U.S. Courts Rule For—and Against—Protecting a Suspect's Hard Drives

US Supreme Court case next stop?

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U.S. Courts Rule For—and Against—Protecting a Suspect's Hard Drives

Last week, the U.S. Court of Appeals of the 11th Circuit in Atlanta ruled (pdf) that a person under investigation in a child-pornography case could not be forced to produce the unencrypted contents of the hard drives on his lap top or the information contained on five external hard drives.

According to the Appeals Court ruling, and a Wall Street Journal article about the case from last Friday, the person was subpoenaed by a Northern District of Florida grand jury and ordered to produce the unencrypted contents of all the hard drives. The person refused, and invoked his Fifth Amendment constitutional privilege against self-incrimination.

The US Attorney, as the law allows, got a district court order demanding that the defendant provide the information under the "public interest" clause of the U.S. Codes; however, the U.S. government also had to grant the person immunity from prosecution. As the Court explained in its ruling, when the government grants immunity in this situation:

"... the witness may not refuse to comply with the order on the basis of his privilege against self-incrimination; but no testimony or other information compelled under the order (or any information directly or indirectly derived from such testimony or other information) may be used against the witness in any criminal case, except a prosecution for perjury, giving a false statement, or otherwise failing to comply with the order."

But the U.S. Attorney had sought a different outcome, asking a district court to provide immunity only with regard to the defendant's act of production of the unencrypted contents, and not the contents themselves. In other words, the U.S. Attorney wanted to ensure that the "immunity would not extend to the Government’s derivative use of contents of the drives as evidence against him in a criminal prosecution," the appeals court said in its ruling.

The person, not surprisingly, still refused to decrypt the drives. He maintained that he'd forgotten the passwords and that even if he could remember them, using them to decrypt the files would violate his Fifth Amendment  rights. The district court didn't buy either reason; it held him in contempt of court and ordered him jailed. The district court reasoned that forcing the person to provide the passwords would not constitute testimony against himself. Moreover, it concluded that the government's request for limited immunity was within its rights. The person immediately appealed the ruling.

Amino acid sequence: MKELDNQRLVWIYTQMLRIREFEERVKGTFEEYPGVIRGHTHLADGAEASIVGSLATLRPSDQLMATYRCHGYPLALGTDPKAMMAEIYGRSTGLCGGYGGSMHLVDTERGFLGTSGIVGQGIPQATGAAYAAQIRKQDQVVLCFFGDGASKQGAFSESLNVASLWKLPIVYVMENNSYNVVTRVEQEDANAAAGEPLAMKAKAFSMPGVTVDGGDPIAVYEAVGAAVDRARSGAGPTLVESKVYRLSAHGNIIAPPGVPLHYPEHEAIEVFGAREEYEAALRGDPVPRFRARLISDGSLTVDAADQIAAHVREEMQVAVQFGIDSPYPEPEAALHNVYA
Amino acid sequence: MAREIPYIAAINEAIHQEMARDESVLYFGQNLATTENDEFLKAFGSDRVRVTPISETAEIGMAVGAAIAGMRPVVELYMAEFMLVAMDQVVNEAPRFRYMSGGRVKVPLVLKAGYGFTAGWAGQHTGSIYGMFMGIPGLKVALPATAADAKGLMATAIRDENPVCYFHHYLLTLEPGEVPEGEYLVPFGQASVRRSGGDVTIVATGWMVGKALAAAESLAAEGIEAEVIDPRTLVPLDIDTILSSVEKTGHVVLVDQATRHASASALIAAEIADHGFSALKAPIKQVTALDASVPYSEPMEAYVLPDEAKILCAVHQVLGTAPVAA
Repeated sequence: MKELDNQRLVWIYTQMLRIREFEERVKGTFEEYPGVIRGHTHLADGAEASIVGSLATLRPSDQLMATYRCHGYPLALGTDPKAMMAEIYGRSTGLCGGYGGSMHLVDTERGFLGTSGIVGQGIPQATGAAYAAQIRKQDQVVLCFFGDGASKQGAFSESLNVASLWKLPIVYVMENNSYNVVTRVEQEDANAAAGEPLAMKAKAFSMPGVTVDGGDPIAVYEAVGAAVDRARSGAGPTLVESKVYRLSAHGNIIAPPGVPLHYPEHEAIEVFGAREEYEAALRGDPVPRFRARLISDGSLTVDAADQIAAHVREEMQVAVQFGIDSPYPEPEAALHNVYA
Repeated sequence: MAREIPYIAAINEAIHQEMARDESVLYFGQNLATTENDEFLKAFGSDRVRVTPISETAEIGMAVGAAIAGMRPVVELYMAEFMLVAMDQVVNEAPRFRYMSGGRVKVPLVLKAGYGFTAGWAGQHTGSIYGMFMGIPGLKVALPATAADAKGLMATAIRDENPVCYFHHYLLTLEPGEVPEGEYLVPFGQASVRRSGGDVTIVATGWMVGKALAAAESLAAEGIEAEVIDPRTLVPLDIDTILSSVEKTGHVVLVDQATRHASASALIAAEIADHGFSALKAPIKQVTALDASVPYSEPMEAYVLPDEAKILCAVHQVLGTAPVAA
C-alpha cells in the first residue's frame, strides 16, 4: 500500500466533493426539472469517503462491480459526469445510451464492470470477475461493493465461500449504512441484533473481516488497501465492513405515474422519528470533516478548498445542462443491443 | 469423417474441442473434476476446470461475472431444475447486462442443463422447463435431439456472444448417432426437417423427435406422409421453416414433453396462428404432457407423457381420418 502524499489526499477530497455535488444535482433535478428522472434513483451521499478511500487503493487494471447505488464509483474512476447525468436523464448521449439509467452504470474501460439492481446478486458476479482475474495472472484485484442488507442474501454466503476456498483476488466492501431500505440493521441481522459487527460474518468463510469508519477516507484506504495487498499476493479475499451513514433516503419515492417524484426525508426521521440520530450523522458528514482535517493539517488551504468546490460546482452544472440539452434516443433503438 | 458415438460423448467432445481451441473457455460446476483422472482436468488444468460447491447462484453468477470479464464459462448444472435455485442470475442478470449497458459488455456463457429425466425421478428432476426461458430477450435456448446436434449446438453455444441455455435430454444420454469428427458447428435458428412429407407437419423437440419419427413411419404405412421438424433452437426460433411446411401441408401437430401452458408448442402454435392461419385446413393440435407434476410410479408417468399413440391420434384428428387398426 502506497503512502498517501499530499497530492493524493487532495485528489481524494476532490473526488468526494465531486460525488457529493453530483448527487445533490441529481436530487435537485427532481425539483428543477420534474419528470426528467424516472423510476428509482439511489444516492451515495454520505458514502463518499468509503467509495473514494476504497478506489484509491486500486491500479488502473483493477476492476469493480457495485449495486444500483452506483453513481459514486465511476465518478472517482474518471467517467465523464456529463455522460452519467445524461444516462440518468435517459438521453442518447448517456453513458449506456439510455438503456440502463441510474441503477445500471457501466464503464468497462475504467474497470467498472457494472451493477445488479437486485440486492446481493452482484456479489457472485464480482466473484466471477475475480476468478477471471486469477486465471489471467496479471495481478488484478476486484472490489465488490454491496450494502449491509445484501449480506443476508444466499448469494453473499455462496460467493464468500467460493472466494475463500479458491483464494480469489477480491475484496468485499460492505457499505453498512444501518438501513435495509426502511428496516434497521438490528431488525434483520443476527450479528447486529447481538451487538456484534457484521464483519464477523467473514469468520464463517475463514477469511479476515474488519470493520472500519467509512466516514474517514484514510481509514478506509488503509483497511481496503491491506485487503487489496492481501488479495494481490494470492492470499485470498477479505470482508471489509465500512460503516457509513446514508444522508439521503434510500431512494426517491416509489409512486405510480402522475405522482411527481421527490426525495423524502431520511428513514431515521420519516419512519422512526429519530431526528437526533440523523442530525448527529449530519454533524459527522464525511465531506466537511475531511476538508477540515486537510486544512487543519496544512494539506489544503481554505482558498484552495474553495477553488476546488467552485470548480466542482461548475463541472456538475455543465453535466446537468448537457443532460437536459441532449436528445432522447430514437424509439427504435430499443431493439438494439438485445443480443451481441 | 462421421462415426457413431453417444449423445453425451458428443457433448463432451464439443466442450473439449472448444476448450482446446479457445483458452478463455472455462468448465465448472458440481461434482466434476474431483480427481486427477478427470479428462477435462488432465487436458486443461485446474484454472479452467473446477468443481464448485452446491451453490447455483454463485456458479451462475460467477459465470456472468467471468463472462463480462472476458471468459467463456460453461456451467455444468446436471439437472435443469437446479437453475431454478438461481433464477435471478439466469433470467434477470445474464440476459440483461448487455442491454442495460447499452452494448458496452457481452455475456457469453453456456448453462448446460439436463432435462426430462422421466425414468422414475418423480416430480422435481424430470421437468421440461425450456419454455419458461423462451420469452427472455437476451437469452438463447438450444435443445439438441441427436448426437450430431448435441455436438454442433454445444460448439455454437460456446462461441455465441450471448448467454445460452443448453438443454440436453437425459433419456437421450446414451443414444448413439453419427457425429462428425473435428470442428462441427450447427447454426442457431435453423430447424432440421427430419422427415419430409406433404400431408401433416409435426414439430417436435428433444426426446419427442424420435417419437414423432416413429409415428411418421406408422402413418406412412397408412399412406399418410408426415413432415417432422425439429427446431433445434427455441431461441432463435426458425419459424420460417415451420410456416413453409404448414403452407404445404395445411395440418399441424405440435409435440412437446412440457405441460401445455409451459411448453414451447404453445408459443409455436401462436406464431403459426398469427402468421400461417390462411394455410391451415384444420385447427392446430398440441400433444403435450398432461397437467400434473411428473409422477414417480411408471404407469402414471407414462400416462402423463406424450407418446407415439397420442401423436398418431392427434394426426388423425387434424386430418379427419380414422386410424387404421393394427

The Appeals Court found that the district court had "erred in two respects... it erred in concluding that [the person's] act of decryption and production would not constitute testimony...[and] in limiting his immunity..."

One of the reasons the Appeal Court found in the person's favor was, as the WSJ states, the Fifth Amendment "protects testimony in which a person is forced to use the 'contents of his own mind' to state a fact, in this case, the encryption passwords."

Another was that, in this case, the government had no proof that anything of a criminal nature was on the encrypted drives. If indeed the government already had proof, the evidence would be considered a "foregone conclusion" and as a result, the Fifth Amendment wouldn't hold. The WSJ noted that, "a federal court in Vermont in 2009 ordered a suspect to produce an unencrypted version of a drive on his laptop based on that legal wrinkle because authorities had already seen evidence of child pornography on it."

All that it seems pretty clear, even to my non-legally-trained mind. But the legal hairsplitting doesn't end there. At about the same time in Colorado, a woman being charged with real estate fraud was ordered by a Denver Federal District Court to turn the encryption passwords to her laptop over to the FBI today or face possible contempt charges. Her appeal to the Tenth Circuit Court of Appeals was denied.

The WSJ, in an article appearing today, noted that the Denver District Court denied the appeal because the suspect "in effect already had been incriminated because the government already had solid evidence she was the sole or primary user of the laptop, and thus would not gain additional, incriminating evidence by compelling her to decrypt it." What isn't clear from the article is whether the government had already seen evidence of fraud on her laptop (i.e., in the unencrypted part), or whether the government merely had evidence of fraud in general. If it is only the latter, I would be surprised if her lawyers don't appeal to the U.S. Supreme Court for clarification given the 11th Circuit's reasoning (unless I am missing something).

Just as in the recent GPS tracking case, I have little doubt that the US Supreme Court will sooner or later make a somewhat definitive ruling about when a person can be ordered to provide encryption passwords to their electronic devices.

If a future ruling overturns the 11th Circuit Court of Appeals' reasoning, then it may have major implications also for travelers. Currently, US Customs and Border Protection can legally (pdf) seize and copy the information from any electronic device brought into the US and get help to read such information; if it finds anything illegal on those devices, it can also file charges against the person possessing the device. However, Customs cannot force a person to provide the encryption passwords to their devices, at least not yet. This could change if the 11th Circuit ruling is itself overturned.

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